Late Night (2019)
Late Night Synopsis
Katherine Newbury (Emma Thompson) is a pioneer and legendary host on the late-night talk-show circuit. When she’s accused of being a “woman who hates women,” she puts affirmative action on the to-do list, and—presto!—Molly (Mindy Kaling) is hired as the one woman in Katherine’s all-male writers’ room. But Molly might be too little too late, as the formidable Katherine also faces the reality of low ratings and a network that wants to replace her. Molly, wanting to prove she’s not simply a diversity hire who’s disrupting the comfort of the brotherhood, is determined to help Katherine by revitalizing her show and career—and possibly effect even bigger change at the same time. LATE NIGHT is in theaters June 7th.
Late Night images are © Amazon Studios. All Rights Reserved.
Late Night Theatrical Review
There are numerous late night talks shows out there and each one vies for viewers in the "ratings" wars. We see an engaging and enthusiastic host talking to the audience, home viewers and guests all in an effort to try to win our loyalty. However, we usually don't know what goes on behind the scenes and how hard a team of writers work to come up with ideas that are fun and keep audiences tuning in every night. We also don't know who comes up with the jokes the host tells during their opening monologue. Late Night, the new film by Mindy Kaling (The Office) offers us a fictional look inside that world.
Molly (Kaling) has always wanted to be a comedian. She kills it at the chemical plant she works at getting everyone to laugh. Katherine Newbury (Emma Thompson; Love Actually) is a middle-aged talk show host who has seen a steady decline in her ratings for the last ten years. Accused of discrimination and facing her imminent replacement she tasks her "foreman", Brad (Denis O'Hare; Dallas Buyers Club), to hire a new, funny write - a female one. Call it a case of being at the right place at the right time, he hires Molly.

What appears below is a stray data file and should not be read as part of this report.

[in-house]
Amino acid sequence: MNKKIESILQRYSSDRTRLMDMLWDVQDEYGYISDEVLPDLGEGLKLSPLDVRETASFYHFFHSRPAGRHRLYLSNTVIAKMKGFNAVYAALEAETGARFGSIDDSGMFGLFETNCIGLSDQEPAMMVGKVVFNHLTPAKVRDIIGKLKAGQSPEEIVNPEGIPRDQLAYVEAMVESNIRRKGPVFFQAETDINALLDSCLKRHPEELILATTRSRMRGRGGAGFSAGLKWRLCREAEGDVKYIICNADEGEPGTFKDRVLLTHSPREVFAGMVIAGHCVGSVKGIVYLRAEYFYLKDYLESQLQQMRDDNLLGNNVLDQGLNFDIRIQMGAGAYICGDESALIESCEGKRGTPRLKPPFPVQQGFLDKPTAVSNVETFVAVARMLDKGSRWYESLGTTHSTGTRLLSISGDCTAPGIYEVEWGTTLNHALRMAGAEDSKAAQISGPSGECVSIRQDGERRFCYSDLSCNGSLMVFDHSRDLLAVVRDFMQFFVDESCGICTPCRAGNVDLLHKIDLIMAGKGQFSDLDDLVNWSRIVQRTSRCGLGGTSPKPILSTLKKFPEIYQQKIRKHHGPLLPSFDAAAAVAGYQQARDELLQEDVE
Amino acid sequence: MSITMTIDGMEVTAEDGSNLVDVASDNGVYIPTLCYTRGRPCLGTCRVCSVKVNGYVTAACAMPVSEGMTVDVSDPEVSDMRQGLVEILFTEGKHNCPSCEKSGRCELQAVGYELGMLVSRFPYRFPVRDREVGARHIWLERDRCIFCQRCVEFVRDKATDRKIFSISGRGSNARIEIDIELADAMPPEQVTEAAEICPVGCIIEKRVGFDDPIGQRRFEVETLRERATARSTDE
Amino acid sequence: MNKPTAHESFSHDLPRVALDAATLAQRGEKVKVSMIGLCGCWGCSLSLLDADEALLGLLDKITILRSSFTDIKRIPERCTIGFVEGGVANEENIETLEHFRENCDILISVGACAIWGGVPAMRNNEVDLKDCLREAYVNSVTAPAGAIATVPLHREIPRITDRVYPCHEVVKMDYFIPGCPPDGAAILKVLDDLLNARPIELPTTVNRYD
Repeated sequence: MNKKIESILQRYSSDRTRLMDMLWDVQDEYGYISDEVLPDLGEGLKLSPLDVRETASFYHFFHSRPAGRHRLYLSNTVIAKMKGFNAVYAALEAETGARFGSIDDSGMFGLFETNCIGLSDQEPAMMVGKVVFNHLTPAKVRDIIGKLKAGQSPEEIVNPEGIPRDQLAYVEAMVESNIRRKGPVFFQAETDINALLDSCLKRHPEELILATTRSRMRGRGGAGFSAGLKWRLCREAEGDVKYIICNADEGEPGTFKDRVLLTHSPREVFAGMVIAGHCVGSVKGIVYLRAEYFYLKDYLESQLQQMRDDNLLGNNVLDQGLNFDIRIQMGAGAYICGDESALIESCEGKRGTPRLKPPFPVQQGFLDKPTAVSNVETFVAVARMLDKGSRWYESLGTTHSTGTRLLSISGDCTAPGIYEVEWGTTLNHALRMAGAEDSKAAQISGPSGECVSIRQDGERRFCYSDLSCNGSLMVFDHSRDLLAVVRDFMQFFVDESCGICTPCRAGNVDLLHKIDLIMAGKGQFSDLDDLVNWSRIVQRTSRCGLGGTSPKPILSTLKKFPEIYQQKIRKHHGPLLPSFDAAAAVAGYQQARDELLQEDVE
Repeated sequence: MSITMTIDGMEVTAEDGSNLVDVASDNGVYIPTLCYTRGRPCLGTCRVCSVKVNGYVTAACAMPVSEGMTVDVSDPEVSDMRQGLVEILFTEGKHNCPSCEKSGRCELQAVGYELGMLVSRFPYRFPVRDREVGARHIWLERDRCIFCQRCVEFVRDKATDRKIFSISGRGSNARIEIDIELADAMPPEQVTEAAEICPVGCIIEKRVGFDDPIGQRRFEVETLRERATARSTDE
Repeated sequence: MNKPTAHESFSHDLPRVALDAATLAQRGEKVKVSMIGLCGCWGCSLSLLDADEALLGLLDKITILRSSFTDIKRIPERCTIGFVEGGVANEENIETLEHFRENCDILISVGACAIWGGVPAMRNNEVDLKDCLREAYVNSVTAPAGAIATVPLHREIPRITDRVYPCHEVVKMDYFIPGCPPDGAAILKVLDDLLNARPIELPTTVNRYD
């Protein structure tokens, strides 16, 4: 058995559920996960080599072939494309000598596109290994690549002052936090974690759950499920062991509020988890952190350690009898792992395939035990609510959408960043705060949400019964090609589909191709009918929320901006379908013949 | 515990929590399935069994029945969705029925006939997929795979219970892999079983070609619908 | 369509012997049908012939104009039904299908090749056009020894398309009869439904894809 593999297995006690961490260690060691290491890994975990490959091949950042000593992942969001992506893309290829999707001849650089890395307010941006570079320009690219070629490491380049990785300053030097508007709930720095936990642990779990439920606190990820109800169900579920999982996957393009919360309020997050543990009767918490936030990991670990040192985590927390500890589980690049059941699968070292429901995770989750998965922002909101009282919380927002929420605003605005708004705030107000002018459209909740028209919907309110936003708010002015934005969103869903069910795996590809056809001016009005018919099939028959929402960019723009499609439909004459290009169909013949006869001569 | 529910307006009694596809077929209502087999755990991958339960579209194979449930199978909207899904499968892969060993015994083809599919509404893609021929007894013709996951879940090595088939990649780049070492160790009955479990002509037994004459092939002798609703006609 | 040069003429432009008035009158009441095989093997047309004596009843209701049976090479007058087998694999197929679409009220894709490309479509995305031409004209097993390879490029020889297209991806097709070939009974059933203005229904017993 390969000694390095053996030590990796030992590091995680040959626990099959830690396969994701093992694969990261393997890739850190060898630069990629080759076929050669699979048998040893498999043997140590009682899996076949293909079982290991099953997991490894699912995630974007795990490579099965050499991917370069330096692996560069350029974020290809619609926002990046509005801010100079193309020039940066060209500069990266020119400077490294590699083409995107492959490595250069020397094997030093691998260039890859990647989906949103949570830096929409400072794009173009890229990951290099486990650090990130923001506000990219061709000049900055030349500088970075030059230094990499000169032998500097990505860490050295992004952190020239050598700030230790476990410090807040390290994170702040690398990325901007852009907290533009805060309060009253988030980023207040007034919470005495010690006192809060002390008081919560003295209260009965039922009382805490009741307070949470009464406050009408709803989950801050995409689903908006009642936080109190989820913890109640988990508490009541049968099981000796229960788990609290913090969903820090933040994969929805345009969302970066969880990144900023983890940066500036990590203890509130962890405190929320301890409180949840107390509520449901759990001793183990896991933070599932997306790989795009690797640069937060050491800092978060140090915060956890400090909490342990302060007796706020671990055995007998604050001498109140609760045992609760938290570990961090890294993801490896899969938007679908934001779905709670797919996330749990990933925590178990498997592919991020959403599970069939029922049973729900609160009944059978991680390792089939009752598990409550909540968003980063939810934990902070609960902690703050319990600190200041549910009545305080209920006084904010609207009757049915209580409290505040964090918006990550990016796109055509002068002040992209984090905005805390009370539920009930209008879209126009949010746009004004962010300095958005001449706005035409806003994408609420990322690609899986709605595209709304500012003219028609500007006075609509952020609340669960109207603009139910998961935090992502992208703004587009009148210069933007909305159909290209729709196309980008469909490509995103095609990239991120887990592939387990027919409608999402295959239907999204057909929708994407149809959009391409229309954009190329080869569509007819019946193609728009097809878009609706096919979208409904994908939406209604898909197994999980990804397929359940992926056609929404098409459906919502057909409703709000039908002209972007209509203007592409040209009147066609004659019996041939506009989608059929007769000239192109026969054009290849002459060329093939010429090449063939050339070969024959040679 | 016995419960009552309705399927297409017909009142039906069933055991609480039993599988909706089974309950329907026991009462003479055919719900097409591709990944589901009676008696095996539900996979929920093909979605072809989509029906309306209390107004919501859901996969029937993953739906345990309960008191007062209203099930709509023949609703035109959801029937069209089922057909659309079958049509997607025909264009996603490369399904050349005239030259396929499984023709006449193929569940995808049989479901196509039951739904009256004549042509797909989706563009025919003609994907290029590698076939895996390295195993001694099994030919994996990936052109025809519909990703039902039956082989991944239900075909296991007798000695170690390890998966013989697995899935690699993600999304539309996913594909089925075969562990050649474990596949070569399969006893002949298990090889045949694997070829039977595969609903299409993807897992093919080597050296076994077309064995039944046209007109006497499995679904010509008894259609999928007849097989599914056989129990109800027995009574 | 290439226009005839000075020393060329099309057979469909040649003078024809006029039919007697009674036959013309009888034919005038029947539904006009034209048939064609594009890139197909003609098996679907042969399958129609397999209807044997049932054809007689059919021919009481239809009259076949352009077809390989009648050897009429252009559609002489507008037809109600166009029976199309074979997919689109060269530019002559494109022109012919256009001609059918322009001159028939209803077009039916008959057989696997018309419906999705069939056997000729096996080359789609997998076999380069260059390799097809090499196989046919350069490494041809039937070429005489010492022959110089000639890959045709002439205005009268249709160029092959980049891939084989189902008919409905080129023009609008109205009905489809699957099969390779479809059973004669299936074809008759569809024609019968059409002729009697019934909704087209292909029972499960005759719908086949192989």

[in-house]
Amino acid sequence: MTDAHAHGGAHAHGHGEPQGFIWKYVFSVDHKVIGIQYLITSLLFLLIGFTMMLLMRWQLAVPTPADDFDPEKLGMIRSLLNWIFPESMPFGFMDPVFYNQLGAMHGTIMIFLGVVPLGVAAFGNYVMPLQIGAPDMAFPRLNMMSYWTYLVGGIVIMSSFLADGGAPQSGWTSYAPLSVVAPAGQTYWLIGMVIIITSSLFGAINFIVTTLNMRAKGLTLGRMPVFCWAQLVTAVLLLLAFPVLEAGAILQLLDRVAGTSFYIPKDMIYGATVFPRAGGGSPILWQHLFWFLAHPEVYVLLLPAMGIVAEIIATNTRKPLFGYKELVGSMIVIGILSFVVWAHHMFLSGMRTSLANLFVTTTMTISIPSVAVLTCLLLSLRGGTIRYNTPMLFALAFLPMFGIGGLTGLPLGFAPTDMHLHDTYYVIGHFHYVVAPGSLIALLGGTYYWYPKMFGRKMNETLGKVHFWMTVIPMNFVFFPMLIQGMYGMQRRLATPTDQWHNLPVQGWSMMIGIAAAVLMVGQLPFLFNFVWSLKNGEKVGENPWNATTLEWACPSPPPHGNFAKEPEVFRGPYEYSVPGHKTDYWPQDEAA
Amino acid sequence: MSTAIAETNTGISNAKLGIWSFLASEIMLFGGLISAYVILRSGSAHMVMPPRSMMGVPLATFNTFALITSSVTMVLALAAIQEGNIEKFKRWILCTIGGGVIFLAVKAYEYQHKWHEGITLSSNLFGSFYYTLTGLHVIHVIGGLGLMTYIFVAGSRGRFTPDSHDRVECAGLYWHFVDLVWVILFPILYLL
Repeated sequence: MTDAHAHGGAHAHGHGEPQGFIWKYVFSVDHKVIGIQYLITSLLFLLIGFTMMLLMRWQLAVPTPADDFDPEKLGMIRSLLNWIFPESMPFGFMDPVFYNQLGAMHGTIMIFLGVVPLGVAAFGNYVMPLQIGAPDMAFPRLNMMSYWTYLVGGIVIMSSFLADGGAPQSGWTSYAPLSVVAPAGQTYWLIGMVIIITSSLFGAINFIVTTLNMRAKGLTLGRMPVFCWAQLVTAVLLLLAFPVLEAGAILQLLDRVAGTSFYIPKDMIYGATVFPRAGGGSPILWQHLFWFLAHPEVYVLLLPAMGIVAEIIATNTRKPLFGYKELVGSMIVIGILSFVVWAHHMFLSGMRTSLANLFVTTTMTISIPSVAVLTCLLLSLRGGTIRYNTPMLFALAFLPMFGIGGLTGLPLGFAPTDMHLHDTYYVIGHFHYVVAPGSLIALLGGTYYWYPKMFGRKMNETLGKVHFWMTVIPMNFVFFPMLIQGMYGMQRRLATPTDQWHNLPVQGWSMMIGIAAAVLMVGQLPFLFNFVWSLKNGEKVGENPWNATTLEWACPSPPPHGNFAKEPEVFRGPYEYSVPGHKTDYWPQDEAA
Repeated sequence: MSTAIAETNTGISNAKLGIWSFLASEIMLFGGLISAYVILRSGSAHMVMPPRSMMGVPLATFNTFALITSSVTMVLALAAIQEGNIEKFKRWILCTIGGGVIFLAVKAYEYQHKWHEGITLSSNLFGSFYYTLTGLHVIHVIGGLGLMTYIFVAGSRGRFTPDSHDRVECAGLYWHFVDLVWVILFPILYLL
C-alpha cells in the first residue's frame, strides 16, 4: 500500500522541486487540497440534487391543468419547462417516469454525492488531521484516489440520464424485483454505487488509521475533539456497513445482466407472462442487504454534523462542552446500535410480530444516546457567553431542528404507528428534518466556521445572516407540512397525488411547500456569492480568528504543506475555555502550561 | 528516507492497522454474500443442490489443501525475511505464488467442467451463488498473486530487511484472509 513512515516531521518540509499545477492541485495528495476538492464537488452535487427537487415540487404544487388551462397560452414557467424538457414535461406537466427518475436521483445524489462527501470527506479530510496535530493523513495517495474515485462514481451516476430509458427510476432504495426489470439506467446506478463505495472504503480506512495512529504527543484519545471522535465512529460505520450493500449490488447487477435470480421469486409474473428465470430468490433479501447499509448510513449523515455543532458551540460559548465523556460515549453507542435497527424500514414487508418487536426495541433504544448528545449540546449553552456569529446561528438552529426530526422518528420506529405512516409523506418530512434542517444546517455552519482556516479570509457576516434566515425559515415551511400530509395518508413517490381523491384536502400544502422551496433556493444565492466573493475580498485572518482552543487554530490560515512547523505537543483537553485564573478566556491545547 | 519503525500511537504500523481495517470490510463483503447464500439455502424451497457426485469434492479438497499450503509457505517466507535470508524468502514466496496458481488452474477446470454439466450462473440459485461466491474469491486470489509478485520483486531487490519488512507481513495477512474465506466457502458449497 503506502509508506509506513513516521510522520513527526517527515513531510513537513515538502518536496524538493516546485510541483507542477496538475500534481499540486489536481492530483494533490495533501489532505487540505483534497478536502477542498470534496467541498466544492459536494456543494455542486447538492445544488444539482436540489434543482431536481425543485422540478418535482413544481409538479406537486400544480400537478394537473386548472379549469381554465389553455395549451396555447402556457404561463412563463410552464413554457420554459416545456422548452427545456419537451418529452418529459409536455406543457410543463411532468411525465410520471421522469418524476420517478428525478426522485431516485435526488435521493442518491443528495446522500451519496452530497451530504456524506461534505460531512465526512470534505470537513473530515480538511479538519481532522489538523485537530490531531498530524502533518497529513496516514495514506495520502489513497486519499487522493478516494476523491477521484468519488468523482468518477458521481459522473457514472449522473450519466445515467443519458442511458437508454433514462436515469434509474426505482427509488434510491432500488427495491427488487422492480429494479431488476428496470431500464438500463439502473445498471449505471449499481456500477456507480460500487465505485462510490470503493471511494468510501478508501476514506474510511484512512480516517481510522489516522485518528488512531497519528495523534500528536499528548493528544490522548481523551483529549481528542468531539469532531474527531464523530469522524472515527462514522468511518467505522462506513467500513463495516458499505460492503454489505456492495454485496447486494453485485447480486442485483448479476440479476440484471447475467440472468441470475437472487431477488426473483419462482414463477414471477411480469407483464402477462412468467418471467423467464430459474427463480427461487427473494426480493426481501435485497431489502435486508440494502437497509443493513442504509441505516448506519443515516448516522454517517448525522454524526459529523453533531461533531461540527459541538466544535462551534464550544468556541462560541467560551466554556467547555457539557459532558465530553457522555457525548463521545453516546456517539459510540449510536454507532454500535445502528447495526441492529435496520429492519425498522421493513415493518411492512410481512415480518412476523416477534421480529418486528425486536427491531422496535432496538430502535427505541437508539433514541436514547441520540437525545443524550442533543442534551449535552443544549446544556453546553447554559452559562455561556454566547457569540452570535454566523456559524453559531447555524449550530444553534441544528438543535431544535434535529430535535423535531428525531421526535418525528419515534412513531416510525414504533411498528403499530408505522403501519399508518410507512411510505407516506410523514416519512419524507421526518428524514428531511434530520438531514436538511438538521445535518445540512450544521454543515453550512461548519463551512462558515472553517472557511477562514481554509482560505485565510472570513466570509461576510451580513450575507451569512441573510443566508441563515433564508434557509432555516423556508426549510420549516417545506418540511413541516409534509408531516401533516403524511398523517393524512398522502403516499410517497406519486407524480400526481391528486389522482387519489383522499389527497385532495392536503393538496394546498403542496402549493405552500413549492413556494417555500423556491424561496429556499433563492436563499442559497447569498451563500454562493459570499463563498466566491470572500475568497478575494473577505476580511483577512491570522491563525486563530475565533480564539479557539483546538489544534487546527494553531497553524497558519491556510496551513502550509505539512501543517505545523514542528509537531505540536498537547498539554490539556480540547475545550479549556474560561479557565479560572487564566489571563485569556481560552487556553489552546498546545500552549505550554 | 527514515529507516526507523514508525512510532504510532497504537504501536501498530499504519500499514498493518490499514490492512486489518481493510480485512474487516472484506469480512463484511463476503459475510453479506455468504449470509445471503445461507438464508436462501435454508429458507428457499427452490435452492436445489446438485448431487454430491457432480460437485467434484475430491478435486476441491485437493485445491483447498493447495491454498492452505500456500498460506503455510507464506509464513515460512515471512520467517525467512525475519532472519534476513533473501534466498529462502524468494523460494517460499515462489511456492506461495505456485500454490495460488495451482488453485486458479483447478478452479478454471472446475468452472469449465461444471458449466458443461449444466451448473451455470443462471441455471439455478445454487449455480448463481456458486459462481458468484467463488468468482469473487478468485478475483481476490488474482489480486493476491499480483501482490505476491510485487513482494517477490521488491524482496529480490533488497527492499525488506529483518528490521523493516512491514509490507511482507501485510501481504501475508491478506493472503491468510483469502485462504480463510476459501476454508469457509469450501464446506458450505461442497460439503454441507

Molly is instantly hated by the all-male writing staff because she is opinionated and lacks experience. Katherine also doesn't appreciate her constant frankness and bubbly personality but tolerates Molly because on some level she knows she needs her. Together the writing staff brainstorm and come up with new ways to entice viewers to increase Katherine's rating and make her relevant again. Of course, there is always a wrinkle and this one is a doozy, which threatens, not only Katherine's comeback and her marriage but the jobs of everyone who works for her.
Kaling has a way with dialogue and humor that makes Late Night enjoyable from beginning to end. She also is perfect as the always chipper and perky Molly who stands out at every turn while merely trying to fit in. Thompson is a cinematic treasure who has moved into her middle-aged years well and who commands attention every time she is on screen. With a group of talented actors making up the writing team including O'Hare, Hugh Dancy (Hannibal), Reid Scott (Veep), Max Casella (The Marvelous Mrs. Maisel), and Paul Walter Hauser (I,Tonya), Late Night offers some seriously funny men to play off Kaling and Thompson. There is also the wonderful smaller role Katherine's ill husband played beautifully by John Lithgow (3rd Rock From the Sun).
While the storyline is nothing new - aging female boss on the way out, young female colleague discriminated against and hazed by the male veterans, underdogs trying to regain their glory - the delivery is smart and inviting. Kaling's writing is humorous and relevant and Director Nisha Ganatra (Transparent) seamlessly moves the story along well with no gaps or slowdowns in the pacing. The jokes are not always politically correct but that is just a part of the story – another cast member if you will.
Kaling certainly doesn't reinvent the wheel but she addresses several topics in a fun and entertaining way that helps one swallow a rather harsh pill. Thompson and Lithgow were the right people for the job and the actors assembled to become the writing team are also good choices. Late Night is enjoyable and amusing with talent and a good script. Those can all be a lethal combination at the box office these days that translates into profits for the studios and Kaling does well enough to warrant more writing/acting projects in the future. You should go see Late Night for the entertainment factor at a minimum.
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